# Motion sensors and flow measurement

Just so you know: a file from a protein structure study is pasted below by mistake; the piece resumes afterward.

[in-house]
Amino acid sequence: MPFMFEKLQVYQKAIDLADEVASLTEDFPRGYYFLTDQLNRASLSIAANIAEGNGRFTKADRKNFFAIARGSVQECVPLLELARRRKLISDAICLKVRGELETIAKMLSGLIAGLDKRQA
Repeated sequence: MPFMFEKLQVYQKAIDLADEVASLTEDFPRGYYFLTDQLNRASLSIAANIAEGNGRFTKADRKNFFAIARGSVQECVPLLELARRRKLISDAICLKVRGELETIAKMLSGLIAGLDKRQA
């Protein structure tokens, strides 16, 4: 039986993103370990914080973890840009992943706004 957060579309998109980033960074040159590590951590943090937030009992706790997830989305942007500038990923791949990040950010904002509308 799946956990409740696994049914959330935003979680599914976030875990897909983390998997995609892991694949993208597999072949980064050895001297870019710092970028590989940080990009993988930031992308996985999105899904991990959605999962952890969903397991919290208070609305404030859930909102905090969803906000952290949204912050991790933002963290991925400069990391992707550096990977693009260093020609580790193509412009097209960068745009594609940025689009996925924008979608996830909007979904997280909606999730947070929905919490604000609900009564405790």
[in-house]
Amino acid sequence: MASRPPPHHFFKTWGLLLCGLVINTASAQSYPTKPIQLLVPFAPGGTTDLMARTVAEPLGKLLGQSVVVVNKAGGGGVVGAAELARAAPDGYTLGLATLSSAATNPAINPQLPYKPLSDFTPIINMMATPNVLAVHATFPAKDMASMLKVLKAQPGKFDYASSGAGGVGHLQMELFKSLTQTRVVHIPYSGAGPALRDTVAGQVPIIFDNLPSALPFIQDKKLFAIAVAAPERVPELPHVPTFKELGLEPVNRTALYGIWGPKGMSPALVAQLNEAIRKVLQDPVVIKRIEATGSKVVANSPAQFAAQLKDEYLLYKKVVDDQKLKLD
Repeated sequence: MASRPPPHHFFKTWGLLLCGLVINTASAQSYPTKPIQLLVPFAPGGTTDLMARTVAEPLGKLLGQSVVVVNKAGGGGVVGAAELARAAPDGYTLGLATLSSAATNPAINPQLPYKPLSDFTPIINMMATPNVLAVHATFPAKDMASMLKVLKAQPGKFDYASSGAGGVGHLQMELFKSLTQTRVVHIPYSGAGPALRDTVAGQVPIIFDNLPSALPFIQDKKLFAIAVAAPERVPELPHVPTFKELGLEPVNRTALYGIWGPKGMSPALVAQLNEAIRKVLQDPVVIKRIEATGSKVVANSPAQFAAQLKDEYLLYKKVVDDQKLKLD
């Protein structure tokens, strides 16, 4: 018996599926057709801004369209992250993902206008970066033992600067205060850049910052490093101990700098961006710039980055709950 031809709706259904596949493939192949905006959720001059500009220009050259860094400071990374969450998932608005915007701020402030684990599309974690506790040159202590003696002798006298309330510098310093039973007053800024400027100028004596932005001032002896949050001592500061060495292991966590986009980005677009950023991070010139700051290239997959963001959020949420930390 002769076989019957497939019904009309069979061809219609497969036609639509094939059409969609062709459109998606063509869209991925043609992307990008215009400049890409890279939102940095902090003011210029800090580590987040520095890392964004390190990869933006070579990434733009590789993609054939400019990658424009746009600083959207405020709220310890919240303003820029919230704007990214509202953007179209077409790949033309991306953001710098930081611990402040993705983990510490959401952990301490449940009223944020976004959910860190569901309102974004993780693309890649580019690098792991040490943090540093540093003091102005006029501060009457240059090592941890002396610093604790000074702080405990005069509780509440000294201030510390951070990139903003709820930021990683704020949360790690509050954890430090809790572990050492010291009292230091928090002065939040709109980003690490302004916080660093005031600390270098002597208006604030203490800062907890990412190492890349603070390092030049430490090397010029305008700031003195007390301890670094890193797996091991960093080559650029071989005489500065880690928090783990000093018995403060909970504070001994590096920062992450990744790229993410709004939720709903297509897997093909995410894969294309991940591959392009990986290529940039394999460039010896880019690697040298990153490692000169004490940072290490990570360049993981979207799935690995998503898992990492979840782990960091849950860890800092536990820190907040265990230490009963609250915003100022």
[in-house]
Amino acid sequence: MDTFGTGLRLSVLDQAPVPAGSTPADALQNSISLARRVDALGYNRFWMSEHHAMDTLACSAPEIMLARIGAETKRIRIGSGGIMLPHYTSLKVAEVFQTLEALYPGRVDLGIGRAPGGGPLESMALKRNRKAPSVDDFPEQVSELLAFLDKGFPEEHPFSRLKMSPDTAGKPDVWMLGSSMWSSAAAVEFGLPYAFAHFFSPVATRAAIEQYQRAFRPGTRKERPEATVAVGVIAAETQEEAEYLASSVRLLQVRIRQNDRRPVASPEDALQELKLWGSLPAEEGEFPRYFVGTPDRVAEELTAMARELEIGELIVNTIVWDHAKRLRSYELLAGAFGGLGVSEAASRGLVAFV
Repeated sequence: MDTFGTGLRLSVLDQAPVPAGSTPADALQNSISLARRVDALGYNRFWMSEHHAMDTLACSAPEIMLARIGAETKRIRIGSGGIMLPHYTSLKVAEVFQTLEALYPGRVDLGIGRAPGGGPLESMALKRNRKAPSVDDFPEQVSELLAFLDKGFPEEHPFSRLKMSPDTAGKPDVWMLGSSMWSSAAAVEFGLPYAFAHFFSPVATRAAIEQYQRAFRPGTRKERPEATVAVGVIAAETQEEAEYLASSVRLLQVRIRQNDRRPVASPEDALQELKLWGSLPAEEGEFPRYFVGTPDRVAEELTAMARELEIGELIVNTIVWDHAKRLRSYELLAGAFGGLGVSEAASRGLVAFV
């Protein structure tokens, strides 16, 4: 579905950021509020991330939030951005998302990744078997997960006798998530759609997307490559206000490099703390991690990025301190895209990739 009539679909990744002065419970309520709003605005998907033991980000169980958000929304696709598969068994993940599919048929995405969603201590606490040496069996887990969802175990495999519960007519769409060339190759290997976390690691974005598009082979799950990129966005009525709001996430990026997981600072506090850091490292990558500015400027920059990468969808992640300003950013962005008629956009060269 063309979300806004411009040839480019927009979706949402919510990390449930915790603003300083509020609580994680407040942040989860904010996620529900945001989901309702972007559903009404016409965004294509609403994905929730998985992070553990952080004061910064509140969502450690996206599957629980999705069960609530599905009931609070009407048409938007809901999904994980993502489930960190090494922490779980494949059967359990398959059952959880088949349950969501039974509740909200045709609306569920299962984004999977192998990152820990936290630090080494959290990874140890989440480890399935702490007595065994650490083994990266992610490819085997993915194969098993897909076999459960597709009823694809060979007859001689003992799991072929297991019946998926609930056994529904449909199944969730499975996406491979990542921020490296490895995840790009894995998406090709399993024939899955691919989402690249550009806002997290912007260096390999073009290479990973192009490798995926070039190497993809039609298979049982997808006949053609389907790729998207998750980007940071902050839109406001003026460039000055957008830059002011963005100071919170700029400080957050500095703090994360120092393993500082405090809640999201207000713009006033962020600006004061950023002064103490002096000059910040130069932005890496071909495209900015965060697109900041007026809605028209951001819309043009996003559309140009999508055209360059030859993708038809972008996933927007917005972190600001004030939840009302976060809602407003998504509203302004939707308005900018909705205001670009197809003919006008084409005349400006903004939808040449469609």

A common ultrasound application is an automatic door opener, where an ultrasonic sensor detects a person's approach and opens the door. Ultrasonic sensors are also used to detect intruders; the ultrasound can cover a wide area from a single point. The flow in pipes or open channels can be measured by ultrasonic flowmeters, which measure the average velocity of flowing liquid. In rheology, an acoustic rheometer relies on the principle of ultrasound. In fluid mechanics, fluid flow can be measured using an ultrasonic flow meter. Fluid mechanics is the branch of physics that studies fluids (liquids, gases, and plasmas) and the forces on them. Fluid mechanics can be divided into fluid statics, the study of fluids at rest; fluid kinematics, the study of fluids in motion; and fluid dynamics, the study of the effect of forces on fluid motion. It is a branch of continuum mechanics, a subject which models matter without using the information that it is made out of atoms, that is, it models matter from a macroscopic viewpoint rather than from a microscopic viewpoint. Fluid mechanics, especially fluid dynamics, is an active field of research with many unsolved or partly solved problems. Fluid mechanics can be mathematically complex. Sometimes it can best be solved by numerical methods, typically using computers. A modern discipline, called computational fluid dynamics (CFD), is devoted to this approach to solving fluid mechanics problems. Also taking advantage of the highly visual nature of fluid flow is particle image velocimetry, an experimental method for visualizing and analyzing fluid flow.An ultrasonic flow meter is a type of flow meter that measures the velocity of a liquid or gas (fluid) by using the principle of ultrasound. Using ultrasonic transducers, the flow meter can measure the average velocity along the path of an emitted beam of ultrasound, by averaging the difference in measured transit time between the pulses of ultrasound propagating into and against the direction of the flow. Ultrasonic flow meters are affected by the emperature, density and viscosity of the flowing medium. They are inexpensive to use and maintain because they do not use moving parts, unlike mechanical flow meters. Rheology (pron.: /ri?l?d?i/) is the study of the flow of matter, primarily in the liquid state, but also as 'soft solids' or solids under conditions in which they respond with plastic flow rather than deforming elastically in response to an applied force.[1] It applies to substances which have a complex microstructure, such as muds, sludges, suspensions, polymers and other glass formers (e.g., silicates), as well as many foods and additives, bodily fluids (e.g., blood) and other biological materials or other materials which belong to the class of soft matter. Newtonian fluids can be characterized by a single coefficient of viscosity for a specific temperature. Although this viscosity will change with temperature, it does not change with the strain rate. Only a small group of fluids exhibit such constant viscosity, and they are known as Newtonian fluids. But for a large class of fluids, the viscosity changes with the strain rate (or relative velocity of flow) and are called non-Newtonian fluids. Rheology generally accounts for the behaviour of non-Newtonian fluids, by characterizing the minimum number of functions that are needed to relate stresses with rate of change of strains or strain rates. For example, ketchup can have its viscosity reduced by shaking (or other forms of mechanical agitation, where the relative movement of different layers in the material actually causes the reduction in viscosity) but water cannot. Ketchup is a shear thinning material, as an increase in relative velocity caused a reduction in viscosity, while some other non-Newtonian materials show the opposite behaviour: viscosity going up with relative deformation, which are called shear thickening or dilatant materials. Since Sir Isaac Newton originated the concept of viscosity, the study of liquids with strain rate dependent viscosity is also often called Non-Newtonian fluid mechanics.